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Were there domestic horses in ancient In

  Dec 21, 2021

Were there domestic horses in ancient India?

Q Why is it in News ?

A A group of researchers has been able to collect bones and teeth samples of over 2,000 such ancient specimens from regions from where domestic horses could have originated.

  • The research has studied fossils from the Iberian Peninsula in the southwestern corner of Europe, or the western-most edge of Eurasia (Spain and its neighbours), Anatolia (modern Turkey), and the steppes of Western Eurasia and Central Asia.
  • These collective data have led them to decide that until about 4200 BCE, many distinct horse populations inhabited various regions of Eurasia.

Q What are key findings of the research ?

  • A similar genetic analysis has found that horses with the modern domestic DNA profile lived in the Western Eurasian Steppes, particularly the Volga-Don River region.
  • By around 2200–2000 BCE, these horses spread out to Bohemia (the Czech Republic of today and Ukraine), and Central Asia and Mongolia.
  • These horses were bred by breeders from these countries to sell them to countries that demanded them.
  • Riding on horses became popular in these nations by around 3300 BCE, and armies were built using them, for example, in Mesopotamia, Iran, Kuwait and the ‘Fertile Crescent’ or Palestine.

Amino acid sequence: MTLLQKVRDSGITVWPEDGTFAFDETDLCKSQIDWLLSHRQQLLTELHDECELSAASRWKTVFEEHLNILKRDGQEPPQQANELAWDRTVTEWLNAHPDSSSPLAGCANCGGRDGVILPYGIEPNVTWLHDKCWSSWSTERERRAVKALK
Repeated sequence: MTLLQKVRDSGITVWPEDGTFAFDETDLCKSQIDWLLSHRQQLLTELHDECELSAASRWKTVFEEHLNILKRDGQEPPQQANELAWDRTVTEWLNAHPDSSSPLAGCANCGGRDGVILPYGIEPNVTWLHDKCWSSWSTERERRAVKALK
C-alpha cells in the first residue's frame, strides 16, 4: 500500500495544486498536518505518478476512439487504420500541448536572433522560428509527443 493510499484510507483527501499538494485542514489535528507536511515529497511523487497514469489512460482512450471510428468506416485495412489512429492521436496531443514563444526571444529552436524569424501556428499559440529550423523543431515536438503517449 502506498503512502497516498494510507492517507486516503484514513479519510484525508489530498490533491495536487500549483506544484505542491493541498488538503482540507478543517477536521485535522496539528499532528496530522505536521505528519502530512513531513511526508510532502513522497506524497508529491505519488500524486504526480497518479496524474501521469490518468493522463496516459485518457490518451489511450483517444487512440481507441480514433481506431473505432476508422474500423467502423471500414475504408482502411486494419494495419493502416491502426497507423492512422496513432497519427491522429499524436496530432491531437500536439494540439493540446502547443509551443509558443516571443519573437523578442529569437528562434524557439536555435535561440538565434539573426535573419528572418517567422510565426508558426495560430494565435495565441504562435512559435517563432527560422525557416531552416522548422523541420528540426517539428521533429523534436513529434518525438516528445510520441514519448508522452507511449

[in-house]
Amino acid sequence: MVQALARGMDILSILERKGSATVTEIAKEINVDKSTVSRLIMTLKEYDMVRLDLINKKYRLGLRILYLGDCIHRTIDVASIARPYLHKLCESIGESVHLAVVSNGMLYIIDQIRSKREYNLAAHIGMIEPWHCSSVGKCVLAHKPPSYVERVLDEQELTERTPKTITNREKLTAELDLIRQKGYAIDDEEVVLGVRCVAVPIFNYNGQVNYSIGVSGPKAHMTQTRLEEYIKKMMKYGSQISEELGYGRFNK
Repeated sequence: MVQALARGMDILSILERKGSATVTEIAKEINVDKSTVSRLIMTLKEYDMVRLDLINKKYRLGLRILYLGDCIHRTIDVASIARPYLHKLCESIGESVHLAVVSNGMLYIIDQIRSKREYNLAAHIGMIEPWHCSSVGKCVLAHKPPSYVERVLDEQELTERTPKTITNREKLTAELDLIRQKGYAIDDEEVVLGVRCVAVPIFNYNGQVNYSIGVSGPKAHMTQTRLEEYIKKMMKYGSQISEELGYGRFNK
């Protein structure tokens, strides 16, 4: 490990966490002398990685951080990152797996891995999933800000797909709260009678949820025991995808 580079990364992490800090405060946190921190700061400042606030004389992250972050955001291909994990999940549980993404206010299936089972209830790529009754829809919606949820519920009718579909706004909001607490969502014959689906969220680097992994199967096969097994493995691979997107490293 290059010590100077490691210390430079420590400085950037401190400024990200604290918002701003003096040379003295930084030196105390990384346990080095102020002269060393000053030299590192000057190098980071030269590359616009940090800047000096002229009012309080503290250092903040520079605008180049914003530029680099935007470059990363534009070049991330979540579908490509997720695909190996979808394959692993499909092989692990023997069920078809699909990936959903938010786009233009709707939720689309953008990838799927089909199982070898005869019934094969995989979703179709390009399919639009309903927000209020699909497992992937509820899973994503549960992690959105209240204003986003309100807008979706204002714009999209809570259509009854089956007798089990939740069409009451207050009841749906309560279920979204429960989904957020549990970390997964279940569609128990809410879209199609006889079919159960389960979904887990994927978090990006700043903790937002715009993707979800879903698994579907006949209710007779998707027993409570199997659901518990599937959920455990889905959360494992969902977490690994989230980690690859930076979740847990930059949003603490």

• The first spoke-wheeled chariots emerged around 2000-1800 BC.

Q What are details about Horses in India ?

  • Horses were never native to India.
  • The only animals native to India were the Asian elephant, snow leopard, rhinoceros, Bengal tiger, Sloth bear, Himalayan wolf, Gaur bison, red panda, crocodile, and the birds peacock and flamingo.
  • Thus, it seems clear from these sources that horse is not native to India.
  • Horses must have come into India through inter-regional trading between countries.
  • Indians might have traded their elephants, tigers, monkeys, birds to their neighbours and imported horses.

Q When did India get its horses?

  • Horse-related remains and artefacts have been found in Late Harappan sites (1900-1300 BCE).
  • Horses did not seem to have played an essential role in the Harappan civilization.
  • This is in contrast to the Vedic Period, which is a little later (1500-500 BCE).
  • The Sanskrit word for horse is Ashwa, which is mentioned in the Vedas and Hindu Scriptures.
  • These are roughly towards the end of the late Bronze Age.